2013 Icon Awards winner: Child ViSion glasses, Socially Responsible Design of the Year 22.01.14

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A professor of atomic physics, a team of scientists and two industrial designers have come up with a pair of glasses so simple to use that you can adjust the prescription yourself

There have been several high-profile attempts to bring low-cost computing and its educational benefits to children in the developing world, but the more pressing problem of intended users being able to see a laptop or tablet – let alone a blackboard – in the first place remains. The Oxford-based Centre for Vision in the Developing World estimates that there are 100 million young people who have poor vision. The Child ViSion glasses are an elegant attempt to address this problem, and the accompanying difficulty of there being nowhere near enough opticians in most parts of the world. The glasses, which won this year's visitor's vote in the Design Museum's Designs of the Year, are the product of years of research and testing, and the efforts of many collaborators.

In 1985, Joshua Silver, an experimental atomic physicist at Oxford University, came up with the idea of self-refracting glasses: "I found I could correct my own myopia very accurately with a variable power lens I made," he explains. He spent 20 years on and off developing the idea into what eventually became a self-adjustable pair of glasses called the Adspecs. The lens for the Adspecs consists of two flexible membranes, protected by a hard plastic layer, which are filled with silicone oil. To change the power of the lenses, you turn a wheel on a syringe on each arm, which adds or subtract oil from the space between the membranes. As the lens shape changes, so does its refractive index. So far, some 50,000 pairs of the original Adspecs have been distributed in 20 countries around the world. "They work very well – and are the only self- refraction eyeglasses which have been evaluated in trials with both adults and teenage myopes," Silver says.

Silver founded the non- profit Centre for Vision in the Developing World and began work on the Child ViSion glasses in March 2011 to adapt the Adspecs for children. With an urgent funding deadline to meet, the in-house design team called in Goodwin Hartshorn, a London-based industrial design consultancy, to work on an improved design.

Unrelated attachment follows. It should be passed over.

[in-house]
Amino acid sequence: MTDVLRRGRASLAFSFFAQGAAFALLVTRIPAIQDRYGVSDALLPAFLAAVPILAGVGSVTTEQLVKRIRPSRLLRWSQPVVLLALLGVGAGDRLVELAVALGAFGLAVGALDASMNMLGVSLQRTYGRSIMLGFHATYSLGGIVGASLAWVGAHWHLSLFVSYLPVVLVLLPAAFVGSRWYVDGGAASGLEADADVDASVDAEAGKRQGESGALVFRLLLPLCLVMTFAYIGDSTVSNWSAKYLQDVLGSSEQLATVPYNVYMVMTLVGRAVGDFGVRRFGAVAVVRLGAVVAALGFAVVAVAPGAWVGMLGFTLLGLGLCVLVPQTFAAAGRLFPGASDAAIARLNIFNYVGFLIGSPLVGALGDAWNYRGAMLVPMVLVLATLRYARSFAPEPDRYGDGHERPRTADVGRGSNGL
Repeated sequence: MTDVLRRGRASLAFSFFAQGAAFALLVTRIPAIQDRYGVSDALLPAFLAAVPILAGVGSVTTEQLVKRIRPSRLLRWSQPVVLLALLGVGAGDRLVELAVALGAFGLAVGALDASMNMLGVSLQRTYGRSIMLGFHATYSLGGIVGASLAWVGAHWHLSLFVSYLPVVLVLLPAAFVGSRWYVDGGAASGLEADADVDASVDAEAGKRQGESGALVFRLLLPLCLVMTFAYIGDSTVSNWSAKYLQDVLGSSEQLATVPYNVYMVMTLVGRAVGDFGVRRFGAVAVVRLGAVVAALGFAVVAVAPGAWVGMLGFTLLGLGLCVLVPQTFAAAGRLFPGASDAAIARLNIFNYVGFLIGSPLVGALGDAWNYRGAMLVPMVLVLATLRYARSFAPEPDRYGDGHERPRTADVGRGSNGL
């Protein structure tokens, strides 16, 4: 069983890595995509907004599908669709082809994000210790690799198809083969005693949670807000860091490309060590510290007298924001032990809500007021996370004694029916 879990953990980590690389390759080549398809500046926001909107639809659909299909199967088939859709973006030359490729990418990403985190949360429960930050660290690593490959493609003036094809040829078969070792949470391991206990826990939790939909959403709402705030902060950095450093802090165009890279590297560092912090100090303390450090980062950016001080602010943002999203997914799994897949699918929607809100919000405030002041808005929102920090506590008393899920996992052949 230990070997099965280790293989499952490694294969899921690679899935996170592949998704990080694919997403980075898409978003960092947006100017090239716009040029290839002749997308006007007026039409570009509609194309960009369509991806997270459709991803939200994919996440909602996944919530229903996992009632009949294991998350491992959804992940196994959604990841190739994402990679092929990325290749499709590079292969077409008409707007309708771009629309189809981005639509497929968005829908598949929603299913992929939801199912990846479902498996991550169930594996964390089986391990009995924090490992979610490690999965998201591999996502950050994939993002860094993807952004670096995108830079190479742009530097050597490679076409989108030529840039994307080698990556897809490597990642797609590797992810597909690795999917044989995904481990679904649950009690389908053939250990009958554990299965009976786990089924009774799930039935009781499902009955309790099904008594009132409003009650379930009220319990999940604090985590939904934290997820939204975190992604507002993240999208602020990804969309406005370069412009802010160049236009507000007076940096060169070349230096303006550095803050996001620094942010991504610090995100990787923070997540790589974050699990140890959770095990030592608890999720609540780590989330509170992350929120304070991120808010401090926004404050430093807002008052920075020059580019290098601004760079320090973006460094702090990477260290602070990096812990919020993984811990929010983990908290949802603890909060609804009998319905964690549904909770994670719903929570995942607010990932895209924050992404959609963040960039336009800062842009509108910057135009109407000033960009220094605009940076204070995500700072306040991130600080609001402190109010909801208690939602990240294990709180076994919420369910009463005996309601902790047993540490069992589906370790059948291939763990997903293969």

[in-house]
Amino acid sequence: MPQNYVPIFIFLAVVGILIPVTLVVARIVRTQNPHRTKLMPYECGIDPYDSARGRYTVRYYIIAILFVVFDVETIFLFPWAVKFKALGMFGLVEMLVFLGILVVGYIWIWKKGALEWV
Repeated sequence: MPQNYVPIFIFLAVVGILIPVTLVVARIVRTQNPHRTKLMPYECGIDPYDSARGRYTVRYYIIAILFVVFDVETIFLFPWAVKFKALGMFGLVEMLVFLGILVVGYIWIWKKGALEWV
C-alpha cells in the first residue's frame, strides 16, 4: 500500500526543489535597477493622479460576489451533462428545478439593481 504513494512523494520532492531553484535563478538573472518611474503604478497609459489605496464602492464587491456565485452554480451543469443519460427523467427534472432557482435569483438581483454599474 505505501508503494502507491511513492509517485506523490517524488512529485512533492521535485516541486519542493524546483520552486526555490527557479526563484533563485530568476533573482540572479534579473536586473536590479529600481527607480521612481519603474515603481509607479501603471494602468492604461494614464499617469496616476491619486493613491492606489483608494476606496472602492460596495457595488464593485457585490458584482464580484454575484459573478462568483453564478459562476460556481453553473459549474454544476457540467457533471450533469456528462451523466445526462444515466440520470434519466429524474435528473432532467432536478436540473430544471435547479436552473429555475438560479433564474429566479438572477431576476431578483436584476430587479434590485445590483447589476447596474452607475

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Edward Goodwin and Richard Hartshorn, who met when they were studying industrial design at the RCA, have developed projects including high-end speakers, cutting-edge surgical instruments, a urinal and even a garlic crusher. Edward Goodwin says that he and his partner Richard Hartshorn try to create "elegant solutions to complex problems", and for this project they had only five months or so to work on the glasses.

Goodwin explains the multiple constraints they were given: the glasses had to be tool free to use, they needed to fold up, and they needed to fit as many people and types of face as possible. As Hartshorn says, "the [Adspecs] are amazing, but they're also packed full of problems". They're expensive to make and bubbles form inside the lenses. "Loads of these just crack at the hinges," Hartshorn adds.t

Goodwin Hartshorn was also asked to invent an adjuster that could change the power of the lenses at a rate of 1 dioptre a second. "If you move it too slowly," Goodwin explains, "Your eyes start to self-correct, you accommodate." To replace the syringes (which make the Adspecs difficult to ship as the arms don't fold down properly), Goodwin Hartshorn came up with a compact mechanism that delivers the silicone oil with "the same sort of action you get from a fountain pen converter".

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The Child ViSion glasses range from 0 to -5 dioptres (the Adspecs have a much bigger range from -6 to +6) and they have one fixed lens and a membrane on the back – "So they're a bit more robust, they're just a bit more protected," Goodwin says. The Adspecs require a screwdriver to remove the syringes, whereas the Child ViSion glasses have buttons, which come off once the glasses have been focused correctly.

When it came to designing for different ages and face shapes, Goodwin Hartshorn did consult the various anthropomorphic databooks which exist, "but more than that, what we actually did is we went to Mossbourne Academy, which is round the corner". The school's pupils come from such a wide range of backgrounds that by measuring hundreds of pupils, for interpupillary distance and headwidth, Goodwin Hartshorn had enough data to work with.

The glasses remain round as "The simplest, most delicate form of frame you can make is circular, and anything else, you can only go oversize," Hartshorn says. Or, as Goodwin puts it, "Effectively we're making little Le Corbusiers around the world."

 

Words

Fatema Ahmed

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Effectively we're making little Le Corbusiers around the world

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